By Melanie Sisinni

              Saturday, January 13, was a treacherous day in Erie. Roads were covered in snow and ice, and the wind blew waves onto the sidewalk at Erie’s Bayfront Convention Center, where People for Life held its 46th annual Pro-Life Breakfast. Winter weather couldn’t keep crowds away as hundreds of people braved the weather to attend the event.

              Guests were greeted with gentle guitar music thanks to musician Angelo Philips. Attendees found their seats and removed their many layers of hats, gloves, sweaters and coats before the master of ceremonies, People for Life Board Member Karli Van Der Vorgen, took the stage to greet the captive audience. Van Der Vorgen commented that terrible weather and outstanding obstacles are hallmarks of these pro-life events, but perseverance is key.

              “Last year, our speaker barely made it here,” said Van Der Vorgen. “She came down with a stomach illness and showed up right before she was supposed to speak. If you remember, someone prayed a strong prayer over her that got her through. It was just really amazing. You can really see God’s presence in the room.”

           Van Der Vorgen explained that the key speaker for this year’s Pro-Life Breakfast, Notre Dame Law School professor Sherif Girgis, would not attend the breakfast in person as weather and a family emergency precluded him from flying. Though attendees were audibly disappointed, the overall feeling was appreciative that Girgis could give his lecture via Zoom for the event.

           After the invocation from Rev. Phil Bookhamer, guests were dismissed from their tables to fill their plates with traditional breakfast foods, including eggs, potatoes, sausage, bacon and various pastries. 

Clare Caulfield, 18, a member of Saint George Parish, Erie, and
winner of the 2023 National Right to Life Oratory Contest, spoke
during the presentation portion of the breakfast.
Photo/Melanie Sisinni

           People for Life Executive Director Tim Broderick introduced Clare Caulfield. Caulfield, an Erie native, is the 2023 National Right to Life Oratory Contest winner. She approached the stage to give a shortened form of her award-winning speech on misinformation surrounding Crisis Pregnancy Centers (CPCs). Caulfield stated that CPCs are often accused of not abiding by the four fundamental principles that guide a medical practice: beneficence, non-maleficence, respect for autonomy and justice. In her speech, Caulfield defended CPCs and stated that abortion clinics are actually at fault for not abiding by those principles. 

           Caulfield finished her speech with a call to action.

           “No medical facility should be unethical but still legal,” said Caulfield. “We should close all clinics that don’t comply with HIPAA, close all clinics that pose as legitimate licensed clinics but are not, close all clinics that don’t abide by the four fundamental principles, and ultimately see all abortion clinics closed.”

           After a brief speech from U.S. Representative Mike Kelly, Girgis joined the breakfast via Zoom to give his presentation.

           In his speech, Girgis emphasized the significance of the recent Supreme Court decision in the Dobbs case, praising it as a significant victory for the pro-life movement after 18 months of legal battles. He elaborated on the constitutional and legal reasoning behind the Dobbs decision and defended it on its merits.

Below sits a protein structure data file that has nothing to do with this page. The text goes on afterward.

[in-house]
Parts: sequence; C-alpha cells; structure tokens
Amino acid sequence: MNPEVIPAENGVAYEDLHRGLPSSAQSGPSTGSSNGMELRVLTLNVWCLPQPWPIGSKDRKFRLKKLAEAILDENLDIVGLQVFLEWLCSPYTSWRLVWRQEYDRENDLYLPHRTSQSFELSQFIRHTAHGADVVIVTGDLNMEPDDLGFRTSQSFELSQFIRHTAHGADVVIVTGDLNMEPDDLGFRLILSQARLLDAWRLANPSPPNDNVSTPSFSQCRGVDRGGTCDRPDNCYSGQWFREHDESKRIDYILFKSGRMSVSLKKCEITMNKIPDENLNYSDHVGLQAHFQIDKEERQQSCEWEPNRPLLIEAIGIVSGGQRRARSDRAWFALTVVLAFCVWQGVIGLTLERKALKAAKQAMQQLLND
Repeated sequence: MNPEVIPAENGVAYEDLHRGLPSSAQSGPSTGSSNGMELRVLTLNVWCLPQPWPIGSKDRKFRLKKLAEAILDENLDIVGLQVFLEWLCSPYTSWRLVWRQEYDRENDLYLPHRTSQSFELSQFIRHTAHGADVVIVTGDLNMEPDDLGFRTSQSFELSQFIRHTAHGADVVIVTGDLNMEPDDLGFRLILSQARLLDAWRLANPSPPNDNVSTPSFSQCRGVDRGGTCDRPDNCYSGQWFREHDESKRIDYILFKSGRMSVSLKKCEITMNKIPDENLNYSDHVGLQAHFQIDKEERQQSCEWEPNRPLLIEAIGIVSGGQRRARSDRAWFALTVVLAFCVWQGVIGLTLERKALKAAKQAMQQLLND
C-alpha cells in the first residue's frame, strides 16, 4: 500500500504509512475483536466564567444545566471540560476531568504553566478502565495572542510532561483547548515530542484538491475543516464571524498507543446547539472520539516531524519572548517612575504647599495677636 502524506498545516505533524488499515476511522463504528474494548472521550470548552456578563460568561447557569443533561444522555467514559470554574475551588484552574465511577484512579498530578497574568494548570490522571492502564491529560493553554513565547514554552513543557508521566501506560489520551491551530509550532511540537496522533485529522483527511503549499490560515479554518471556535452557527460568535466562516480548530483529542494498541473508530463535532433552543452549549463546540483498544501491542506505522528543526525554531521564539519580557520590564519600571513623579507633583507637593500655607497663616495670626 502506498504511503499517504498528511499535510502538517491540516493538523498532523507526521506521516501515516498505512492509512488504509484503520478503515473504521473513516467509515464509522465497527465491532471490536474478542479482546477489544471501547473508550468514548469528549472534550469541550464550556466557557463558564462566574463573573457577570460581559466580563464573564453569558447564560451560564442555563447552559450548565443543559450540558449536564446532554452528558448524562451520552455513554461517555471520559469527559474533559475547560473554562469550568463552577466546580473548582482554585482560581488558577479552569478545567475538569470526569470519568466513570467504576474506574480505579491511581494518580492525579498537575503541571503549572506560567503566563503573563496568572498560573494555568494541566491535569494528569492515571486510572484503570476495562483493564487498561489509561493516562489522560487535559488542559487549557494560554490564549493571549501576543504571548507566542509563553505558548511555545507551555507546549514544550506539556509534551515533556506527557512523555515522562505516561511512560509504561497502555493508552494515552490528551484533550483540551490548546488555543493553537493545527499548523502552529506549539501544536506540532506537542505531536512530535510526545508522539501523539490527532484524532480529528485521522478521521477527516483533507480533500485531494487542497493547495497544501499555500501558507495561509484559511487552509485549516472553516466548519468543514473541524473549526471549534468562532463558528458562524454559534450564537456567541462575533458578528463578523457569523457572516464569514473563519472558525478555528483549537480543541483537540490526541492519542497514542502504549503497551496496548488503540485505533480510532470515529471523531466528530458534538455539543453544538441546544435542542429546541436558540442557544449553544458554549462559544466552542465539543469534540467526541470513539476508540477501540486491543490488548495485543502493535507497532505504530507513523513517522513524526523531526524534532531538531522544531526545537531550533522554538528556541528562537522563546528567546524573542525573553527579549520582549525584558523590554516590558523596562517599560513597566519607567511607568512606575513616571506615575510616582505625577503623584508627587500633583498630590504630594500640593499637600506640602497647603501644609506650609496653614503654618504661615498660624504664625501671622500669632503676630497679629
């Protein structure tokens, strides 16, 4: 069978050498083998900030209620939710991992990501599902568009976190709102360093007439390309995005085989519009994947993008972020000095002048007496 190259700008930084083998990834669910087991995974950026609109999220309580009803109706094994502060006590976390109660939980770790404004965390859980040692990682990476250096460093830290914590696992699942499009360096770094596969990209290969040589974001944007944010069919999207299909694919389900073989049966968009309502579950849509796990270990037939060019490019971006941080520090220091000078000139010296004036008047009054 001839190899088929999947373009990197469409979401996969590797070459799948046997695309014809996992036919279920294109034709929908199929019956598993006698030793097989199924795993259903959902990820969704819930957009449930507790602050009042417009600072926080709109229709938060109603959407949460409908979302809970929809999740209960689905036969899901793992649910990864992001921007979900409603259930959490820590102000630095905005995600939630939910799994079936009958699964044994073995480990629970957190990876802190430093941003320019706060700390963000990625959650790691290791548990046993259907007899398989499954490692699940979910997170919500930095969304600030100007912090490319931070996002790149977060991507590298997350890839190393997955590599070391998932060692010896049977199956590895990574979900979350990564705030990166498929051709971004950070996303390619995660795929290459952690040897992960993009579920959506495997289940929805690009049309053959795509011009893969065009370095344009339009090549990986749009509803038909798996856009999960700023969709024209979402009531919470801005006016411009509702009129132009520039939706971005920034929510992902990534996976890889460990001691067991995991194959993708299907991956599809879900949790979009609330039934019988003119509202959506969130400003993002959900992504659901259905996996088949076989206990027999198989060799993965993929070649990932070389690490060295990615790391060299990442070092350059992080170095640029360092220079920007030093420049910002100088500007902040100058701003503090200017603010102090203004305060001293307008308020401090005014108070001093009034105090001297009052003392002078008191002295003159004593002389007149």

“It’s an extraordinary outcome, and it has already served real practical purposes,” said Girgis. “The New York Times ran a story very much in sorrow from the New York Times perspective, noting that in just six months after Dobbs, in part because of the trigger laws that went into effect right away, 30,000 abortions that would’ve happened, did not. We faced many challenges and difficulties, but we cannot let ourselves lose sight of the fact that we won decisively a half-century battle in this highest of high causes. And every time we’re gathered or working for the pro-life cause, we need to remember that and thank God for that.”

           Girgis then described how he makes the case for the right to life with particularly progressive students. The argument focuses on common ground with progressivism, appealing to principles of expanding care, fighting discrimination, and protecting the weakest, ultimately highlighting the moral worth of unborn human beings based on science and human equality.

Guest speaker, Sherif Girgis, gave his lecture from his home
office in South Bend, Indiana.
Photo/Melanie Sisinni

           “What is progressivism at its best? It’s about expanding the circle of people that we care for in life,” said Girgis. “It is about fighting invidious discrimination based on things that we can control and that have no moral significance and no effect on policy, your race, your religion, your disability, your marital status, and so on. And the pro-life cause does all of those things. It expands the circle of protection to include the unborn. It fights the worst kind of discrimination, which is legal discrimination and discrimination precisely against the weakest and the most vulnerable among us.”

           Bishop Lawrence Persico gave remarks, thanking People for Life for organizing the breakfast and encouraging attendees to keep themselves informed to continue to fight for the pro-life cause.

           “We have to be vigilant and keep up the momentum, watching everything, listening to what the lawmakers are saying and seeing what the government is doing to try to stop pro-life initiatives,” said Bishop Persico.

           Before closing the event, thanking everyone for their attendance, Broderick left the crowd with a quote from John 14: “Let not your hearts be troubled. Believe in God, believe also in me.”